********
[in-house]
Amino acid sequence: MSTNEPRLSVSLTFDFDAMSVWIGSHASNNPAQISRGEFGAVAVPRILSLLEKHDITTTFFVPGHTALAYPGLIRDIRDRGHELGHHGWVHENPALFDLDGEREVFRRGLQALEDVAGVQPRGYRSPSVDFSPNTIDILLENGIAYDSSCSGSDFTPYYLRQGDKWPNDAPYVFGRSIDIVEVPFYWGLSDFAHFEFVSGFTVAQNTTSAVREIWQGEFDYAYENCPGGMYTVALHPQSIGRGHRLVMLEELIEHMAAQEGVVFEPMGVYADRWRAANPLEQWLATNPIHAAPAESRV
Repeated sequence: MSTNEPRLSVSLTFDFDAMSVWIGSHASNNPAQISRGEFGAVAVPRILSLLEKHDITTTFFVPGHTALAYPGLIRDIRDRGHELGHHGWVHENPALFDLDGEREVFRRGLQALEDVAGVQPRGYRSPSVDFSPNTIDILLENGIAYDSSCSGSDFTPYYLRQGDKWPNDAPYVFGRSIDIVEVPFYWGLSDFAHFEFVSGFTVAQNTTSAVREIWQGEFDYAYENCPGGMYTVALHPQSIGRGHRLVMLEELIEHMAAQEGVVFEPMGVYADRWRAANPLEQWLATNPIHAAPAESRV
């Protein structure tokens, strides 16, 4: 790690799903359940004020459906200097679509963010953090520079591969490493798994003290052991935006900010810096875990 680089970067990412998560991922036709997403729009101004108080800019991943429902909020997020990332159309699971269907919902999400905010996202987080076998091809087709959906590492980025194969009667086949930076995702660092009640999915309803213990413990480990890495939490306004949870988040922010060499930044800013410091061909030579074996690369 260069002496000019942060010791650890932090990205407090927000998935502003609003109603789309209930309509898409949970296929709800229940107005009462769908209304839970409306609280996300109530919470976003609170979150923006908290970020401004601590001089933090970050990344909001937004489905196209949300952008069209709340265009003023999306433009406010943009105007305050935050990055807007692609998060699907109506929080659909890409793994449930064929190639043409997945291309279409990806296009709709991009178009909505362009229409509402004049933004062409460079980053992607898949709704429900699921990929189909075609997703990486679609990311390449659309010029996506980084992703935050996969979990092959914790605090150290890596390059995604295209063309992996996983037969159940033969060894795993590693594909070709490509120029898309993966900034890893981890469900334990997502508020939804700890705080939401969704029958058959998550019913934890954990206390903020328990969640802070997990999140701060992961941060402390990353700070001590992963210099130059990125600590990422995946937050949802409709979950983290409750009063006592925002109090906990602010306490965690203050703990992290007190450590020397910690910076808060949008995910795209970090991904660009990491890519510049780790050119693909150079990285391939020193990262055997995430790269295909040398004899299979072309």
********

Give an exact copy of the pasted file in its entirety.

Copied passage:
[in-house]
Amino acid sequence: MSTNEPRLSVSLTFDFDAMSVWIGSHASNNPAQISRGEFGAVAVPRILSLLEKHDITTTFFVPGHTALAYPGLIRDIRDRGHELGHHGWVHENPALFDLDGEREVFRRGLQALEDVAGVQPRGYRSPSVDFSPNTIDILLENGIAYDSSCSGSDFTPYYLRQGDKWPNDAPYVFGRSIDIVEVPFYWGLSDFAHFEFVSGFTVAQNTTSAVREIWQGEFDYAYENCPGGMYTVALHPQSIGRGHRLVMLEELIEHMAAQEGVVFEPMGVYADRWRAANPLEQWLATNPIHAAPAESRV
Repeated sequence: MSTNEPRLSVSLTFDFDAMSVWIGSHASNNPAQISRGEFGAVAVPRILSLLEKHDITTTFFVPGHTALAYPGLIRDIRDRGHELGHHGWVHENPALFDLDGEREVFRRGLQALEDVAGVQPRGYRSPSVDFSPNTIDILLENGIAYDSSCSGSDFTPYYLRQGDKWPNDAPYVFGRSIDIVEVPFYWGLSDFAHFEFVSGFTVAQNTTSAVREIWQGEFDYAYENCPGGMYTVALHPQSIGRGHRLVMLEELIEHMAAQEGVVFEPMGVYADRWRAANPLEQWLATNPIHAAPAESRV
């Protein structure tokens, strides 16, 4: 790690799903359940004020459906200097679509963010953090520079591969490493798994003290052991935006900010810096875990 680089970067990412998560991922036709997403729009101004108080800019991943429902909020997020990332159309699971269907919902999400905010996202987080076998091809087709959906590492980025194969009667086949930076995702660092009640999915309803213990413990480990890495939490306004949870988040922010060499930044800013410091061909030579074996690369 260069002496000019942060010791650890932090990205407090927000998935502003609003109603789309209930309509898409949970296929709800229940107005009462769908209304839970409306609280996300109530919470976003609170979150923006908290970020401004601590001089933090970050990344909001937004489905196209949300952008069209709340265009003023999306433009406010943009105007305050935050990055807007692609998060699907109506929080659909890409793994449930064929190639043409997945291309279409990806296009709709991009178009909505362009229409509402004049933004062409460079980053992607898949709704429900699921990929189909075609997703990486679609990311390449659309010029996506980084992703935050996969979990092959914790605090150290890596390059995604295209063309992996996983037969159940033969060894795993590693594909070709490509120029898309993966900034890893981890469900334990997502508020939804700890705080939401969704029958058959998550019913934890954990206390903020328990969640802070997990999140701060992961941060402390990353700070001590992963210099130059990125600590990422995946937050949802409709979950983290409750009063006592925002109090906990602010306490965690203050703990992290007190450590020397910690910076808060949008995910795209970090991904660009990491890519510049780790050119693909150079990285391939020193990262055997995430790269295909040398004899299979072309």